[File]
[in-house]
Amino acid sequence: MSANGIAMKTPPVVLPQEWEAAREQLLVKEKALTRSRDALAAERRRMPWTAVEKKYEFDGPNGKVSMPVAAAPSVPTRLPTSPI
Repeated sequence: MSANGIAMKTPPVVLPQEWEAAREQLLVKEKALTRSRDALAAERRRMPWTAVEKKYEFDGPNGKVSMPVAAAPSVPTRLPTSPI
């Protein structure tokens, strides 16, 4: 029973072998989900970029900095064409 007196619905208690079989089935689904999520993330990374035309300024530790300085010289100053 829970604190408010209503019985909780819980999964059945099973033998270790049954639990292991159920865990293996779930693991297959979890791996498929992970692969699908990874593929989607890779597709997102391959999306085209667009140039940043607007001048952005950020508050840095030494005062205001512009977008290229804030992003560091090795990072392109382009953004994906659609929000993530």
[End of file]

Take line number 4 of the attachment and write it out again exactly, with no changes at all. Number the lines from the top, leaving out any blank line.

């Protein structure tokens, strides 16, 4: 029973072998989900970029900095064409 007196619905208690079989089935689904999520993330990374035309300024530790300085010289100053 829970604190408010209503019985909780819980999964059945099973033998270790049954639990292991159920865990293996779930693991297959979890791996498929992970692969699908990874593929989607890779597709997102391959999306085209667009140039940043607007001048952005950020508050840095030494005062205001512009977008290229804030992003560091090795990072392109382009953004994906659609929000993530």